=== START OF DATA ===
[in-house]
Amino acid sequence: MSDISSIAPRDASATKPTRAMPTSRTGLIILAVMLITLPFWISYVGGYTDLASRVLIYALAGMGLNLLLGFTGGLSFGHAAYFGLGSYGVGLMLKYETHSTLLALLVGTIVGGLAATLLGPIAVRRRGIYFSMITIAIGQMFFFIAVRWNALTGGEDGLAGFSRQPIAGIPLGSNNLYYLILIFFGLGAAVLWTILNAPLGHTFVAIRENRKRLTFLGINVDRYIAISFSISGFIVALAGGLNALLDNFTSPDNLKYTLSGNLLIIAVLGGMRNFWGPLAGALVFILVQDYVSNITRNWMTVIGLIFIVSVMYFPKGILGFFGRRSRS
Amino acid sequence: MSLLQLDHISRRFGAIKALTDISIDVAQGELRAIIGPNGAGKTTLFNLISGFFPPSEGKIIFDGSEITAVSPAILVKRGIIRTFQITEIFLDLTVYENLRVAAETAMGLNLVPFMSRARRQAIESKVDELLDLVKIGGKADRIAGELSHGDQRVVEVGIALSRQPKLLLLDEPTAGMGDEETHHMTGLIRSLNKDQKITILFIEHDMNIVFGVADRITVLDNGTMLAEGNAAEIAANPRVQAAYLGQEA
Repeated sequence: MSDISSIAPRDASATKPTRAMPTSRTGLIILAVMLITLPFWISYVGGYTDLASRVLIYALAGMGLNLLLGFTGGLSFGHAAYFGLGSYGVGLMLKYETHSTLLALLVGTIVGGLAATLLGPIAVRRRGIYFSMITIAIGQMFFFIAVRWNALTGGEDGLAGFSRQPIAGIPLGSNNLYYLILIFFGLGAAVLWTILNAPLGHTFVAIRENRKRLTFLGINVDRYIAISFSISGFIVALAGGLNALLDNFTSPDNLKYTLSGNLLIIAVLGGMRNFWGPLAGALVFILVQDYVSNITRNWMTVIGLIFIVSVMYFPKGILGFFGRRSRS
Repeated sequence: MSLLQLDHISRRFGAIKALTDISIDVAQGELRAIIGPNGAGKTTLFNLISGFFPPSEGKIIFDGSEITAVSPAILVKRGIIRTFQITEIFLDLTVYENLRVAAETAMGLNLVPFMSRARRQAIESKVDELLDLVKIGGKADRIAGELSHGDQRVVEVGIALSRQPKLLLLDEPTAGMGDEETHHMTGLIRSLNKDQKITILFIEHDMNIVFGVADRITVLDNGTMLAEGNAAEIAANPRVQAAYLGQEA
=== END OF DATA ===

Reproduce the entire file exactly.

[in-house]
Amino acid sequence: MSDISSIAPRDASATKPTRAMPTSRTGLIILAVMLITLPFWISYVGGYTDLASRVLIYALAGMGLNLLLGFTGGLSFGHAAYFGLGSYGVGLMLKYETHSTLLALLVGTIVGGLAATLLGPIAVRRRGIYFSMITIAIGQMFFFIAVRWNALTGGEDGLAGFSRQPIAGIPLGSNNLYYLILIFFGLGAAVLWTILNAPLGHTFVAIRENRKRLTFLGINVDRYIAISFSISGFIVALAGGLNALLDNFTSPDNLKYTLSGNLLIIAVLGGMRNFWGPLAGALVFILVQDYVSNITRNWMTVIGLIFIVSVMYFPKGILGFFGRRSRS
Amino acid sequence: MSLLQLDHISRRFGAIKALTDISIDVAQGELRAIIGPNGAGKTTLFNLISGFFPPSEGKIIFDGSEITAVSPAILVKRGIIRTFQITEIFLDLTVYENLRVAAETAMGLNLVPFMSRARRQAIESKVDELLDLVKIGGKADRIAGELSHGDQRVVEVGIALSRQPKLLLLDEPTAGMGDEETHHMTGLIRSLNKDQKITILFIEHDMNIVFGVADRITVLDNGTMLAEGNAAEIAANPRVQAAYLGQEA
Repeated sequence: MSDISSIAPRDASATKPTRAMPTSRTGLIILAVMLITLPFWISYVGGYTDLASRVLIYALAGMGLNLLLGFTGGLSFGHAAYFGLGSYGVGLMLKYETHSTLLALLVGTIVGGLAATLLGPIAVRRRGIYFSMITIAIGQMFFFIAVRWNALTGGEDGLAGFSRQPIAGIPLGSNNLYYLILIFFGLGAAVLWTILNAPLGHTFVAIRENRKRLTFLGINVDRYIAISFSISGFIVALAGGLNALLDNFTSPDNLKYTLSGNLLIIAVLGGMRNFWGPLAGALVFILVQDYVSNITRNWMTVIGLIFIVSVMYFPKGILGFFGRRSRS
Repeated sequence: MSLLQLDHISRRFGAIKALTDISIDVAQGELRAIIGPNGAGKTTLFNLISGFFPPSEGKIIFDGSEITAVSPAILVKRGIIRTFQITEIFLDLTVYENLRVAAETAMGLNLVPFMSRARRQAIESKVDELLDLVKIGGKADRIAGELSHGDQRVVEVGIALSRQPKLLLLDEPTAGMGDEETHHMTGLIRSLNKDQKITILFIEHDMNIVFGVADRITVLDNGTMLAEGNAAEIAANPRVQAAYLGQEA